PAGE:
The State Department warns U.S. citizens of the risks of travel to the southern Philippine islands of Mindanao and the Sulu Archipelago, and urges extreme caution if traveling there. Sporadic violence throughout the Philippines is also possible before and after the May 10 national and local elections and the June 30 inaugurations. This replaces the Travel Warning dated September 17, 2009, to reflect continuing threats due to terrorist and insurgent activities, as well as possible concerns about election related violence.
Travelers should exercise extreme caution if traveling in the central and western portions of the island of Mindanao, as well as in the islands of the Sulu Archipelago. Regional terrorist groups have carried out bombings resulting in injuries and death. Since August 2008, sporadic clashes have occurred between lawless groups and the Philippine Armed Forces in the Mindanao provinces of North Cotabato, Lanao del Sur and Lanao del Norte, as well as the Sulu Archipelago.
Kidnap-for-ransom gangs are active throughout the Philippines and have targeted foreigners. U.S. Government employees must seek special permission for travel to Mindanao or the Sulu Archipelago. Travelers to these areas should remain vigilant and avoid congregating in public areas. Some foreigners who reside in or visit Mindanao and the Sulu Archipelago hire their own security.
The Philippine government declared a state of emergency on November 24, 2009, for the two provinces of Maguindanao and Sultan Kudarat, as well as Cotobato City, as a result of election-related violence. This state of emergency is still in effect. Travelers should be aware of heightened police activity and significant military presence in these areas. They should carefully research restrictions imposed upon travel and follow the instructions of government officials with regard to limitations on movement.
U.S. citizens traveling, living, and working throughout the Philippines are urged to exercise heightened caution in public gathering places where events may occur in relation to the May 2010 Philippine elections and June inauguration. In past election years, deaths have occurred because of election-related violence, even in the period of time following election dates and inauguration ceremonies. U.S. citizens should exercise caution when traveling in the vicinity of demonstrations since they can turn confrontational and possibly escalate to violence.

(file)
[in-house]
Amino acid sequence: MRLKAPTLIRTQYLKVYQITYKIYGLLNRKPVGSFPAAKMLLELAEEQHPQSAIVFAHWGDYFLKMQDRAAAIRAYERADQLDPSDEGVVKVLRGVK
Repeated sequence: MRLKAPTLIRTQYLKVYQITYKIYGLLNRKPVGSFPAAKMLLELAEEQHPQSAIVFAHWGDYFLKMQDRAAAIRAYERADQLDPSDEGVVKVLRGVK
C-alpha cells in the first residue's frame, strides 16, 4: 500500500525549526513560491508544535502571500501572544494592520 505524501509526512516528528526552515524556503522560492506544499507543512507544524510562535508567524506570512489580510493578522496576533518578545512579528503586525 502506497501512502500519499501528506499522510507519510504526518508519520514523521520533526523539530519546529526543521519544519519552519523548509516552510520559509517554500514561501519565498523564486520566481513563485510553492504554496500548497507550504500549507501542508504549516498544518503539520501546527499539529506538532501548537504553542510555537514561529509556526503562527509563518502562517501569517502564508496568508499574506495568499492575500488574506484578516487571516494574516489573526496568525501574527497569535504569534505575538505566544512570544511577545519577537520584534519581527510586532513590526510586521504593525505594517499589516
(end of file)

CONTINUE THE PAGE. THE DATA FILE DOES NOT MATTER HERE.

The Department of State remains concerned about the continuing threat of terrorist actions and violence against U.S. citizens and interests throughout the world. The Worldwide Caution reminds U.S. citizens that terrorism can occur anywhere.
The Department strongly encourages U.S. citizens in the Philippines to register with the Consular Section of the U.S. Embassy in Manila through the State Department's travel registration website. The U.S. Embassy is located at: 1201 Roxas Boulevard, Manila, Philippines, the 24-hour telephone number is 63-2-301-2000. The American Citizens Services (ACS) section's fax number is 63-2-301-2017 and the ACS web page can be accessed online.
For information on general crime and security issues, U.S. citizens should also consult the Department of State's Country Specific Information for the Philippines and the Worldwide Caution, located at the Department of Stateâs Bureau of Consular Affairs website. U.S. citizens may also obtain up-to-date information on security conditions by calling 1-888-407-4747 from the United States and Canada, or 202-501-4444 from overseas.